Aida Gómez-Robles



I have a very general interest in human evolution that ranges from classic descriptive studies of hominin fossils to EvoDevo questions and philosophical accounts of what makes us humans. During my PhD research period I had the opportunity to study dental remains corresponding to the Pleistocene European fossil record, combining classic evaluations of dental morphology and mod
ern geometric morphometric approaches in order to contribute new information to the ongoing debates about hominin taxonomy and phylogeny. During my initial postdoctoral stage I focused on more general evolutionary questions, using dental morphology as a case study to explore the interaction of development and evolution, and of both of them with functional factors. During my second postdoc at The George Washington University, I studied brain variation in chimpanzees and humans, with emphasis on the evolution of brain plasticity in our species.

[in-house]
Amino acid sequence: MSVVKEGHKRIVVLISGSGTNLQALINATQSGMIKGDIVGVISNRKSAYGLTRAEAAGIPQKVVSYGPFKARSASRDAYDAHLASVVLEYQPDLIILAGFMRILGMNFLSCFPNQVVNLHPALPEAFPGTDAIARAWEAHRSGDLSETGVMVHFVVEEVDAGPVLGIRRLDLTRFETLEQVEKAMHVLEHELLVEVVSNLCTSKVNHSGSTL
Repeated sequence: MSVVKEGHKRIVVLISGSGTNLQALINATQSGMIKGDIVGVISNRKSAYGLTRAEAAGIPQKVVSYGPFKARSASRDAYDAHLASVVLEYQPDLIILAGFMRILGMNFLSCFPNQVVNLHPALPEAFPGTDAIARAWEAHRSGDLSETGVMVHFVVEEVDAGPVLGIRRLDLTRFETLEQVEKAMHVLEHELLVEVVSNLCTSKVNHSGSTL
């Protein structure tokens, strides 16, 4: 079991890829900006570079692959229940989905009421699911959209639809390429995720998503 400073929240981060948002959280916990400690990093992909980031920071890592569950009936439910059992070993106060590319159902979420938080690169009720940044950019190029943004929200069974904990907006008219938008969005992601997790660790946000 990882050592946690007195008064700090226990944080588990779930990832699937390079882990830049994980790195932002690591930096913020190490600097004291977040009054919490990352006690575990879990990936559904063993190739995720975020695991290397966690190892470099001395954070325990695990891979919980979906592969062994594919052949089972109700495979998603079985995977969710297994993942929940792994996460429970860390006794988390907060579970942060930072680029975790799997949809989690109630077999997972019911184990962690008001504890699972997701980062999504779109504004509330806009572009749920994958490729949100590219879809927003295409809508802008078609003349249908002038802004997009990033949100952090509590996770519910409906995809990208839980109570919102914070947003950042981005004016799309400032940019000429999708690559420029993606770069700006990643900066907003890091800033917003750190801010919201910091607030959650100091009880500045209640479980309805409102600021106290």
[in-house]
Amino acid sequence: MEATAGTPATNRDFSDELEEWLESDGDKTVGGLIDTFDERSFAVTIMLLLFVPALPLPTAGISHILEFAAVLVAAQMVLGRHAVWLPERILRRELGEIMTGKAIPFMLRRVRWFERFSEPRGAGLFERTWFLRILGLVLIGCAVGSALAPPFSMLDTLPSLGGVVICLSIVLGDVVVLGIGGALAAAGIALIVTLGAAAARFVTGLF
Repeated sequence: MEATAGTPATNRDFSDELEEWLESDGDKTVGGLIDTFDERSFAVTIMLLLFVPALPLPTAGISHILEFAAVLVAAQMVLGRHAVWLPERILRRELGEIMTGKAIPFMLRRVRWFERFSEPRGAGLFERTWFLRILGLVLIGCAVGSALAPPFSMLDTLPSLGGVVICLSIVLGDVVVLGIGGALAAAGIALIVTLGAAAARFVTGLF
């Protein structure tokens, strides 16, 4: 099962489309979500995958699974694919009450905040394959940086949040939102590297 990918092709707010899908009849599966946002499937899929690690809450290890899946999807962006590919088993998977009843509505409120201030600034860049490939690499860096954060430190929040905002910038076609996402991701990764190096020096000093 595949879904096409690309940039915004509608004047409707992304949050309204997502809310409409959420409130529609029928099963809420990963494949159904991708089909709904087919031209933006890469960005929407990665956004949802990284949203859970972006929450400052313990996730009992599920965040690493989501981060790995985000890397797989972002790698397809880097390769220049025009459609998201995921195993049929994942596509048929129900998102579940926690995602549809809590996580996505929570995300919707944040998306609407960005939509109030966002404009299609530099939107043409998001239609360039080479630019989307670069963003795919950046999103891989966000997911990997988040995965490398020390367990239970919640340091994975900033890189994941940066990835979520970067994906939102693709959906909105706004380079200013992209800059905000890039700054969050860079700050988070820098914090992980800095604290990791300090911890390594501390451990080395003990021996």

Currently, I am a UCL-Excellence Fellow at the Department of Genetics, Evolution and Environment of UCL. My current research draws from the research lines and projects that I have developed in the past, including the study of hominin evolutionary relationships and the evolution of human-specific brain traits. Specifically, my current research focuses on craniodental and brain variation in humans and nonhuman primates, combining medical imaging, morphometrics, quantitative genetics and phylogenetic comparative methods to describe anatomical variation within species and long-term patterns of evolution across lineages.